Alexandre Pouget
Brain and Cognitive Science Dept
402 Meliora Hall
University of Rochester
Rochester, NY 14627
Phone: (585) 275 0760
Fax: (585) 442 9216






My laboratory is part of the Center for Visual Science and the department of Brain and Cognitive Sciences at the University of Rochester.

The goal of our  research is to uncover general principles of computation in neural circuits, and more particularly, cortical circuits. Answering this question is critical to understanding how the brain performs a wide variety of tasks, including seeing, hearing, representing the external world, making decisions or controlling motor behavior.

We choose to focus on this general problem rather than any of those specific issues because there is mounting evidence that they all share common computational principles. For instance, the fact that the neural circuitry is remarkably similar throughout the cortex is a strong indication that there is one, or several, general principles at work, independent of the particular function being implemented. Interestingly, the last few years have seen the emergence of a general theory of neural computation which provides a unifying framework to understand human behavior in wide variety of seemingly unrelated domains such as visual perception, cue integration, multisensory integration, decision making, language acquisition, concept acquisition and motor control. This theory is known as the theory of statistical inferences, or Bayesian inferences. The long term goal of my laboratory is to understand how these Bayesian inferences are implemented in neural circuits.  Our work is based primarily on a combination of simulations and mathematical analysis of the dynamics of large neural networks with more specific applications to multisensory integration, sensorimotor transformations, decision making, perceptual learning, motor control and attention. We also collaborate with experimentalist to test various aspects of our theory.

Link to my Curriculum Vitae in PDF format.




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Selected List (Complete list)



Avilllac, M., Denève, S., Olivier, E., Pouget, A. and Duhamel, J.R.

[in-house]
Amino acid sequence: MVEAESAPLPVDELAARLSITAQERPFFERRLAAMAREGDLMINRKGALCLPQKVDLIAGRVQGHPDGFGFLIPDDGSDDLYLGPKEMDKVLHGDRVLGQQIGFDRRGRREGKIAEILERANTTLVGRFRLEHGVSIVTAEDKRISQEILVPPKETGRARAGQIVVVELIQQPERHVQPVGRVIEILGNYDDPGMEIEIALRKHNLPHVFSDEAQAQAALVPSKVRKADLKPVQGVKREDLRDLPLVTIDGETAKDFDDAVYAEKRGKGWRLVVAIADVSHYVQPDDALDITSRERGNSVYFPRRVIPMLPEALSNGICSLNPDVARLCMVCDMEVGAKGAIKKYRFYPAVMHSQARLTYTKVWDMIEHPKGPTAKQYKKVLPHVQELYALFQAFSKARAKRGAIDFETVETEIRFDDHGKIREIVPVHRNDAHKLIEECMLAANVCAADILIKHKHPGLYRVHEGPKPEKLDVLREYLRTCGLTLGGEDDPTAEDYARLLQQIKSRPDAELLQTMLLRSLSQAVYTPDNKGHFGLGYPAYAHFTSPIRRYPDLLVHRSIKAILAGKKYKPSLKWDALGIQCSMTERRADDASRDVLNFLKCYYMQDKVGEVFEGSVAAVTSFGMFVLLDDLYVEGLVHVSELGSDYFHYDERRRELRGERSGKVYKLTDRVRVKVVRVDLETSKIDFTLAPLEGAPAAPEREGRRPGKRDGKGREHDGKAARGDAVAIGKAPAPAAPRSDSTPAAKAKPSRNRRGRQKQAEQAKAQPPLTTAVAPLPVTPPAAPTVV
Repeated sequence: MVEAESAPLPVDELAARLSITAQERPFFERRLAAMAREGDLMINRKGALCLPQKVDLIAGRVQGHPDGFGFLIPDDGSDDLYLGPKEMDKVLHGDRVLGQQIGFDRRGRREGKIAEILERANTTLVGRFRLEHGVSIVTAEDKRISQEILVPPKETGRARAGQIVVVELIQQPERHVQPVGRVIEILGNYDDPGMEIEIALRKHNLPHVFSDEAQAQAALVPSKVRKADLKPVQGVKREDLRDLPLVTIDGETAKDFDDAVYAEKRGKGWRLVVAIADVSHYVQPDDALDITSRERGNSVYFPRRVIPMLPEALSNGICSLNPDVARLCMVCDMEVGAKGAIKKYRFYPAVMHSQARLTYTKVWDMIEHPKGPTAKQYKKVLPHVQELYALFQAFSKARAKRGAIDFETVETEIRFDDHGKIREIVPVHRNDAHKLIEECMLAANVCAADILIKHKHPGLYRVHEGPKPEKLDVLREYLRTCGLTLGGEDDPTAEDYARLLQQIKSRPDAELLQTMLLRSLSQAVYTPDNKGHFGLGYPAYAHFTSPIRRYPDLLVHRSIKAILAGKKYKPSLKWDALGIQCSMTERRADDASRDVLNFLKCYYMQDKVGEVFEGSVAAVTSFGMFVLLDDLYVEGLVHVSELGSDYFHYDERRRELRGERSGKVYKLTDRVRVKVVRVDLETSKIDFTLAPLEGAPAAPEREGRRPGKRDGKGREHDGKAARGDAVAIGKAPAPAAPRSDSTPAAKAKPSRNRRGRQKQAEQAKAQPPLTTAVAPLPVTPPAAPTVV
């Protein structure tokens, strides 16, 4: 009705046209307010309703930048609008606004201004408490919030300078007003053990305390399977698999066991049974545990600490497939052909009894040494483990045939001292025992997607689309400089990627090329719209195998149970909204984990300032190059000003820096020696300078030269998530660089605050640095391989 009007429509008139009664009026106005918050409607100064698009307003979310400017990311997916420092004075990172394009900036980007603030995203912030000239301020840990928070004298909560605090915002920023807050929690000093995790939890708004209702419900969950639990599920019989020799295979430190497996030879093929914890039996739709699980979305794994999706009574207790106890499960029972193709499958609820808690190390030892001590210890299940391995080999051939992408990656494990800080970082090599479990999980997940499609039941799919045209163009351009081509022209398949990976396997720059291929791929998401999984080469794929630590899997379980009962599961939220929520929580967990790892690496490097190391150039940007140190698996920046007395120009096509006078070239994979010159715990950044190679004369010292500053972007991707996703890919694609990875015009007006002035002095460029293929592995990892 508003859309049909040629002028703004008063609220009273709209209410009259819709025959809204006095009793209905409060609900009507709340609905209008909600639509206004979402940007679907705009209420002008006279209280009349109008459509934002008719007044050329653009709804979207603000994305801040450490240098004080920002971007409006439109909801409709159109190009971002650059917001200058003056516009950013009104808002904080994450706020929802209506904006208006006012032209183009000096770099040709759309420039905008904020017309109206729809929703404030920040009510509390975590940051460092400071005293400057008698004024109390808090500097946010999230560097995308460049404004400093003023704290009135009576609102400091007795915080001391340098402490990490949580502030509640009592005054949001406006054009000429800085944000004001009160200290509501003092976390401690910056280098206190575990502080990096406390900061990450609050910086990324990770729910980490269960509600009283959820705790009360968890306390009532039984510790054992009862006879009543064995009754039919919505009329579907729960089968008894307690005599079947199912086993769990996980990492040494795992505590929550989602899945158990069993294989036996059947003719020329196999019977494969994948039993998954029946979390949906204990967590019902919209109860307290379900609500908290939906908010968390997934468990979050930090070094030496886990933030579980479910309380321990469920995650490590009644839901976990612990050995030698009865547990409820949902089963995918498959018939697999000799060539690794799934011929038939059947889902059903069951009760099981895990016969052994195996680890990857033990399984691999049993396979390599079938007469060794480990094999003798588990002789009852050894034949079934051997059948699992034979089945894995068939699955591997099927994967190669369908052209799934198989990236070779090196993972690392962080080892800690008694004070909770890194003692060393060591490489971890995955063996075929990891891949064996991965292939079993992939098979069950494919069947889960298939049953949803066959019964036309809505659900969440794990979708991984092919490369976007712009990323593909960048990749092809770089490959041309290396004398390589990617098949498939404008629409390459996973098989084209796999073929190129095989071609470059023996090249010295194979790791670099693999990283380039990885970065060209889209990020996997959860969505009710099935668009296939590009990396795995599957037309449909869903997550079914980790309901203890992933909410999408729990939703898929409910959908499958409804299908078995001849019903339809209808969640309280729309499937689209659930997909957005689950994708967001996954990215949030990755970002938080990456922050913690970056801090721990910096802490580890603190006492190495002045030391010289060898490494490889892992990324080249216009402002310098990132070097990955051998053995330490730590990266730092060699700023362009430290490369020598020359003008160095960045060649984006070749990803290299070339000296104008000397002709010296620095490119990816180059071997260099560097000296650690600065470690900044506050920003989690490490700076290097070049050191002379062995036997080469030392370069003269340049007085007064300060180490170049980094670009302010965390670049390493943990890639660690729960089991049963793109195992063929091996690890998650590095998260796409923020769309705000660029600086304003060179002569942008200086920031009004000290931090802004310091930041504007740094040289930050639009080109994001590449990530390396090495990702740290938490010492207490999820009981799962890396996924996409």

Reference frames for representing the location of visual and tactile stimuli in the parietal cortex.

        Nature Neuroscience. 8(6). 2005. PDF



Tuning curve sharpening for orientation selectivity: coding efficiency and the impact of correlations

        Series, P., Latham, P. and Pouget, A.

        Nature Neuroscience. 7(10):1129-1135. 2004. PDF



Basis functions for object-centered representations.
Deneve, S. and Pouget, A.
Neuron 37:347-359. 2003. PDF


A Computational Perspective on the Neural Basis of Multisensory Spatial Representations.
Pouget, A., Deneve, S and Duhamel, J.R.
Nature Review Neuroscience. 3:741-747. 2002.


Efficient computation and cue integration with noisy population codes.

Deneve, S., Latham, P.E. and Pouget, A.

Nature Neuroscience. 4(8):826-831. 2001. PDF



Computational approaches to sensorimotor transformations.

Pouget, A., and Snyder, L.

Nature Neuroscience. 3:1192-1198. 2000. PDF



Information processing with population codes.

Pouget, A, Zemel, R.S., and Dayan, P.

Nature Review Neuroscience. 1(2):125-132. 2000. PDF



Reading population codes: a neural implementation of ideal observers.
Deneve, S., Latham, P.E. and Pouget, A.
Nature Neuroscience. 2(8):740-745. 1999. PDF


Cai, R.H., Pouget, A., Schlag-Rey, M. and Schlag, J. 

Perceived geometrical relationships affected by eye movement signals.

Nature. 386:601-603. 1997.









Burma (Pagan), Thailand














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